Step 12: Cut and Attach the Plastic Sides

      First you need to size the plastic sheet to your free stand sides. Measure the back open area above the shelf. Draw those measurements on the plastic sheet, then score over those measurements with a box cutter. We use a 2x4 or piece of pallet wood then and carefully bend the plastic along the scored line and the board until it snaps off where the scoring was made.

      For the sides, have one person hold up the plastic sheet against the side, the other can trace along the outline of where it lines up with the frame and underneath the shelving. Do this for both sides. Then score and snap off as above.

      Attach the plastic sides to the open sections of the stand above the pallet shelf with the 1/4 Hex washer head Pole Barn Screws #12 x 3/4". First, have on person hold in place, the other pre-drill and then drill a few
      holes to keep it in place. Then secure in more places, but leave the bottom unsecured for wind to be able to move through. Pre-drill the holes in the plastic panel, it will crack if you do not.

      Cover the two sides and back side.

      Lessons Learned: we used painters drop canvas before for this, but mold appeared after a few months. So we are trying out this recycled plastic panel now, heavier duty tarps can work as well, but you will want to hem the cut seam to prevent fraying.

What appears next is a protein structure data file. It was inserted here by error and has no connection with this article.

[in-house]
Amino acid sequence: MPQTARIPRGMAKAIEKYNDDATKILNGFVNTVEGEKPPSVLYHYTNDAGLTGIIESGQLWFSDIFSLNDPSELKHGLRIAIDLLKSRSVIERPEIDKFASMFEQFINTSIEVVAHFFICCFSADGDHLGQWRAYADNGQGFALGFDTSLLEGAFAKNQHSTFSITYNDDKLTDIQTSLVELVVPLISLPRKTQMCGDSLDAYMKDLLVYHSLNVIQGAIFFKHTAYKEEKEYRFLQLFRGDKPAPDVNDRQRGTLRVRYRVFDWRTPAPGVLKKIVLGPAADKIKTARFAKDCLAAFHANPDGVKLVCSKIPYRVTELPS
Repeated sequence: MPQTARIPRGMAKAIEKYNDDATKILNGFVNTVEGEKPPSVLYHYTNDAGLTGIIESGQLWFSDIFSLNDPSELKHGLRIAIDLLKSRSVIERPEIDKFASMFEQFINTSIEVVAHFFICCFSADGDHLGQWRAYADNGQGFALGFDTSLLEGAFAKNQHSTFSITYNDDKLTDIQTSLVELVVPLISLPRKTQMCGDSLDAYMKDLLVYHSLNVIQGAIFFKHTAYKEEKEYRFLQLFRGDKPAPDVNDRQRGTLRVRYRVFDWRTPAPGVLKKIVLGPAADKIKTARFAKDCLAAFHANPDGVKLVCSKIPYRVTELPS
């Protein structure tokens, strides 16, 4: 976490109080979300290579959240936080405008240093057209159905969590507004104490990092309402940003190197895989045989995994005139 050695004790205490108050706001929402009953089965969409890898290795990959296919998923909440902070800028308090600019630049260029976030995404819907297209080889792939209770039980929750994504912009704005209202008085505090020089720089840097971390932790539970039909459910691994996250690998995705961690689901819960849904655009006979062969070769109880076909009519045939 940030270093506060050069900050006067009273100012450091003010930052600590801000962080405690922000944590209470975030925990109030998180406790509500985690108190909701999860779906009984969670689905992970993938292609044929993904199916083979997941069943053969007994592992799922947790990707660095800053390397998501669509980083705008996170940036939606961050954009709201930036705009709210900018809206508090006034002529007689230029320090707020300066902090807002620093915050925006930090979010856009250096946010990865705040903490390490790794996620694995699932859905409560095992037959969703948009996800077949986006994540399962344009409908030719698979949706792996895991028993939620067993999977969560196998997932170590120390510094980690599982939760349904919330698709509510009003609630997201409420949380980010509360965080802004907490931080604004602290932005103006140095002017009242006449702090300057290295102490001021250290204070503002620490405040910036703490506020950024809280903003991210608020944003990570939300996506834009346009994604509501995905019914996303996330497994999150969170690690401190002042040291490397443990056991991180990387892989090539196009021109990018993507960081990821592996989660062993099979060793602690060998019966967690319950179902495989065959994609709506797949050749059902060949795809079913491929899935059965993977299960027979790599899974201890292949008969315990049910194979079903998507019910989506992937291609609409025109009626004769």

Step 13: Place Your Stand!

      Place your stand somewhere flat with good foot traffic and road side parking, under a tree provides shade, if you can pointed north or east to reduce sun exposure on items (and the property owners permission). Right off a sidewalk or driveway (or on a driveway) works best so you get let foot traffic on grass and it gets muddy. If you cannot do that, then get mulch for in front of the stand.

      The Stand is quite heavy, we recommend building it on site where it will be located long-term. Otherwise you will want to use a truck and multiple hands to move this beast. If you are moving the Stand to a location separate from where its built, we recommend attaching the plastic sides and roofing when you place it in its new home, and transport it without those attached.

      Step 14: Add Extras